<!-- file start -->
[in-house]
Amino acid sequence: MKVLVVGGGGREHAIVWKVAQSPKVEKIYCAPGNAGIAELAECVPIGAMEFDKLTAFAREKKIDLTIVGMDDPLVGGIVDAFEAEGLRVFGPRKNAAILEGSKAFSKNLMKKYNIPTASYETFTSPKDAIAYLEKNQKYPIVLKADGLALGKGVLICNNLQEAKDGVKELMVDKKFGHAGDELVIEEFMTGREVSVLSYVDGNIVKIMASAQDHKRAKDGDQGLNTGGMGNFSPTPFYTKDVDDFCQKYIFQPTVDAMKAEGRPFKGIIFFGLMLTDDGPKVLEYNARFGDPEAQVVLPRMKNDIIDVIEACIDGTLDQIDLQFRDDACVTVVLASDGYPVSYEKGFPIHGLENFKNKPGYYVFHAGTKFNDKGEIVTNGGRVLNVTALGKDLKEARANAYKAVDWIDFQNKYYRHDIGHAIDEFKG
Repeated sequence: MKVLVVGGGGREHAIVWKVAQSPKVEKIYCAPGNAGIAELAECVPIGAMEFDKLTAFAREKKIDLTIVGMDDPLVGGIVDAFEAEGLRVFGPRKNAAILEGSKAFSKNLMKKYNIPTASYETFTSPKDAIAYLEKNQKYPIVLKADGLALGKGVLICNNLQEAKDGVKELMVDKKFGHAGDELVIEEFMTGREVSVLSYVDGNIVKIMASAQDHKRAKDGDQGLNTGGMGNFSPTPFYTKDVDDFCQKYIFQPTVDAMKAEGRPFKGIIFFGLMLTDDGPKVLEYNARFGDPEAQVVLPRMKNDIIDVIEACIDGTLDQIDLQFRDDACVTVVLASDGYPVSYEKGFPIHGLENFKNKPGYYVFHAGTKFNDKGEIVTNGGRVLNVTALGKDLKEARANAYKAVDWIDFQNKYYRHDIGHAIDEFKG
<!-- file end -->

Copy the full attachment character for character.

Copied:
[in-house]
Amino acid sequence: MKVLVVGGGGREHAIVWKVAQSPKVEKIYCAPGNAGIAELAECVPIGAMEFDKLTAFAREKKIDLTIVGMDDPLVGGIVDAFEAEGLRVFGPRKNAAILEGSKAFSKNLMKKYNIPTASYETFTSPKDAIAYLEKNQKYPIVLKADGLALGKGVLICNNLQEAKDGVKELMVDKKFGHAGDELVIEEFMTGREVSVLSYVDGNIVKIMASAQDHKRAKDGDQGLNTGGMGNFSPTPFYTKDVDDFCQKYIFQPTVDAMKAEGRPFKGIIFFGLMLTDDGPKVLEYNARFGDPEAQVVLPRMKNDIIDVIEACIDGTLDQIDLQFRDDACVTVVLASDGYPVSYEKGFPIHGLENFKNKPGYYVFHAGTKFNDKGEIVTNGGRVLNVTALGKDLKEARANAYKAVDWIDFQNKYYRHDIGHAIDEFKG
Repeated sequence: MKVLVVGGGGREHAIVWKVAQSPKVEKIYCAPGNAGIAELAECVPIGAMEFDKLTAFAREKKIDLTIVGMDDPLVGGIVDAFEAEGLRVFGPRKNAAILEGSKAFSKNLMKKYNIPTASYETFTSPKDAIAYLEKNQKYPIVLKADGLALGKGVLICNNLQEAKDGVKELMVDKKFGHAGDELVIEEFMTGREVSVLSYVDGNIVKIMASAQDHKRAKDGDQGLNTGGMGNFSPTPFYTKDVDDFCQKYIFQPTVDAMKAEGRPFKGIIFFGLMLTDDGPKVLEYNARFGDPEAQVVLPRMKNDIIDVIEACIDGTLDQIDLQFRDDACVTVVLASDGYPVSYEKGFPIHGLENFKNKPGYYVFHAGTKFNDKGEIVTNGGRVLNVTALGKDLKEARANAYKAVDWIDFQNKYYRHDIGHAIDEFKG